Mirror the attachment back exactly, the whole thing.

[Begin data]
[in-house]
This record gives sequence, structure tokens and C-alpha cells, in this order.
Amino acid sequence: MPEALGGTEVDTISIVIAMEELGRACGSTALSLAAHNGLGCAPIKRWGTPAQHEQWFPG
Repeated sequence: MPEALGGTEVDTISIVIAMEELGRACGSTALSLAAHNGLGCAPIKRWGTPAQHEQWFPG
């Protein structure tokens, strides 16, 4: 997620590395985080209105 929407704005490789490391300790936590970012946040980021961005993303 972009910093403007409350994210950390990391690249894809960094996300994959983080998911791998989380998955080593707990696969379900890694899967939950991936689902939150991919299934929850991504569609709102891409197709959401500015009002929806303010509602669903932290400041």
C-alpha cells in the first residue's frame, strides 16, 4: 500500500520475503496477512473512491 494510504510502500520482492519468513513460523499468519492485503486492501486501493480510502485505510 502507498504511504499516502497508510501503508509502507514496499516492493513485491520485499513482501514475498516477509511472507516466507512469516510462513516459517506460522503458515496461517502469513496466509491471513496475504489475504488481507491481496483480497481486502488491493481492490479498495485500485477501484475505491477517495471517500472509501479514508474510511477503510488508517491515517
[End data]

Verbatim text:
[in-house]
This record gives sequence, structure tokens and C-alpha cells, in this order.
Amino acid sequence: MPEALGGTEVDTISIVIAMEELGRACGSTALSLAAHNGLGCAPIKRWGTPAQHEQWFPG
Repeated sequence: MPEALGGTEVDTISIVIAMEELGRACGSTALSLAAHNGLGCAPIKRWGTPAQHEQWFPG
């Protein structure tokens, strides 16, 4: 997620590395985080209105 929407704005490789490391300790936590970012946040980021961005993303 972009910093403007409350994210950390990391690249894809960094996300994959983080998911791998989380998955080593707990696969379900890694899967939950991936689902939150991919299934929850991504569609709102891409197709959401500015009002929806303010509602669903932290400041």
C-alpha cells in the first residue's frame, strides 16, 4: 500500500520475503496477512473512491 494510504510502500520482492519468513513460523499468519492485503486492501486501493480510502485505510 502507498504511504499516502497508510501503508509502507514496499516492493513485491520485499513482501514475498516477509511472507516466507512469516510462513516459517506460522503458515496461517502469513496466509491471513496475504489475504488481507491481496483480497481486502488491493481492490479498495485500485477501484475505491477517495471517500472509501479514508474510511477503510488508517491515517